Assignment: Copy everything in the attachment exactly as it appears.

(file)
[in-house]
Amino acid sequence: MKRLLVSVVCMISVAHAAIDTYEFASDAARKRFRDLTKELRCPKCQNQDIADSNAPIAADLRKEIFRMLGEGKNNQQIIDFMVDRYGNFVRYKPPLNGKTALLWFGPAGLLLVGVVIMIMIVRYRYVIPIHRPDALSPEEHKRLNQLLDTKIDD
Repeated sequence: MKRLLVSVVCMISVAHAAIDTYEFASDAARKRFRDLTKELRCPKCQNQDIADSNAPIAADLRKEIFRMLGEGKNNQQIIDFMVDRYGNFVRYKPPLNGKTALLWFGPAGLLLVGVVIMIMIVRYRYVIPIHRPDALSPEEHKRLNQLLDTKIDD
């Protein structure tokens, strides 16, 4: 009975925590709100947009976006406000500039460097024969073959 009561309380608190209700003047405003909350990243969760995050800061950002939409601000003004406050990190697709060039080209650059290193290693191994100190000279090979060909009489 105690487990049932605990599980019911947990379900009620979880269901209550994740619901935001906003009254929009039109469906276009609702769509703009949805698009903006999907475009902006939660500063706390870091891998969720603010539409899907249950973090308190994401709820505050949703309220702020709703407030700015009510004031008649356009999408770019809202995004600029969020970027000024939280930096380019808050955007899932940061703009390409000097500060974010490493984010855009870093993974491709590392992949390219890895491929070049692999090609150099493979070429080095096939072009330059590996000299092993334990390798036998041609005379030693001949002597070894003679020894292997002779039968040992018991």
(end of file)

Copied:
[in-house]
Amino acid sequence: MKRLLVSVVCMISVAHAAIDTYEFASDAARKRFRDLTKELRCPKCQNQDIADSNAPIAADLRKEIFRMLGEGKNNQQIIDFMVDRYGNFVRYKPPLNGKTALLWFGPAGLLLVGVVIMIMIVRYRYVIPIHRPDALSPEEHKRLNQLLDTKIDD
Repeated sequence: MKRLLVSVVCMISVAHAAIDTYEFASDAARKRFRDLTKELRCPKCQNQDIADSNAPIAADLRKEIFRMLGEGKNNQQIIDFMVDRYGNFVRYKPPLNGKTALLWFGPAGLLLVGVVIMIMIVRYRYVIPIHRPDALSPEEHKRLNQLLDTKIDD
């Protein structure tokens, strides 16, 4: 009975925590709100947009976006406000500039460097024969073959 009561309380608190209700003047405003909350990243969760995050800061950002939409601000003004406050990190697709060039080209650059290193290693191994100190000279090979060909009489 105690487990049932605990599980019911947990379900009620979880269901209550994740619901935001906003009254929009039109469906276009609702769509703009949805698009903006999907475009902006939660500063706390870091891998969720603010539409899907249950973090308190994401709820505050949703309220702020709703407030700015009510004031008649356009999408770019809202995004600029969020970027000024939280930096380019808050955007899932940061703009390409000097500060974010490493984010855009870093993974491709590392992949390219890895491929070049692999090609150099493979070429080095096939072009330059590996000299092993334990390798036998041609005379030693001949002597070894003679020894292997002779039968040992018991």